First, let’s remind ourselves what corporate bonds are, and what makes them move. Credit securities are essentially a form of debt funding, where a company pays you a coupon in return for having your money for a set period of time.

Yields are determined by a number of things. The two important ones are the risk-free rate of borrowing (what an investor would be paid if they lent to the government instead) and the probability a company goes bust. How long until the bond is repaid also affects its price.

You can see the fact that government bond yields have begun to rise again since mid-January does not help credit (remember that prices move in the opposite direction to yields because bonds pay a fixed coupon).  

It is also true that credit markets don’t like uncertainty. As well as going up, government bond yields have become more volatile of late, as investors try to work out whether inflation is here to stay or not, and how much central banks care.

The risk-free component of credit prices is not the only worry. Some investors are focused on the possibility of rising defaults. Business indicators in the US, for example, such as domestic non-financial profits growth and capacity utilisation, are dropping fast. Deutsche Bank also points to a spike in credit card and loan delinquencies, which suggest the post-Covid credit boom may be over.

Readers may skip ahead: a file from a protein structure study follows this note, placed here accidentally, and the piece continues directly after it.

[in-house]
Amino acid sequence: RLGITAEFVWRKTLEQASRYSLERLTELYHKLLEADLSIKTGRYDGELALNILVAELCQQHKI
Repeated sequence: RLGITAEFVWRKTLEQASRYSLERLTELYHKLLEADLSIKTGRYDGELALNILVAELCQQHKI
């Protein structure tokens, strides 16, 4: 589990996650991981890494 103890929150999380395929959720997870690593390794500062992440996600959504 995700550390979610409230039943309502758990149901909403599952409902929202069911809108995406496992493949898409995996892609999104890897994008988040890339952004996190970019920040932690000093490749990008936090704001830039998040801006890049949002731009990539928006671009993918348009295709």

And this is what has always bugged me about corporate bonds. Unlike returns on equity or profit margins, which move up and down around a long-run mean, credit default rates always seem to always go more like: zero, zero, zero, zero, zero, ka-boom!

I exaggerate only a bit. Worse, the clever bond analysts I have worked with over the decades never seem able to predict when the explosion is going to happen. Who knows when the next one is. But given the extra yield one receives to compensate for default risk is currently small, why bother waiting to find out?

The author is a former portfolio manager. Email: stuart.kirk@ft.com; Twitter: @stuartkirk__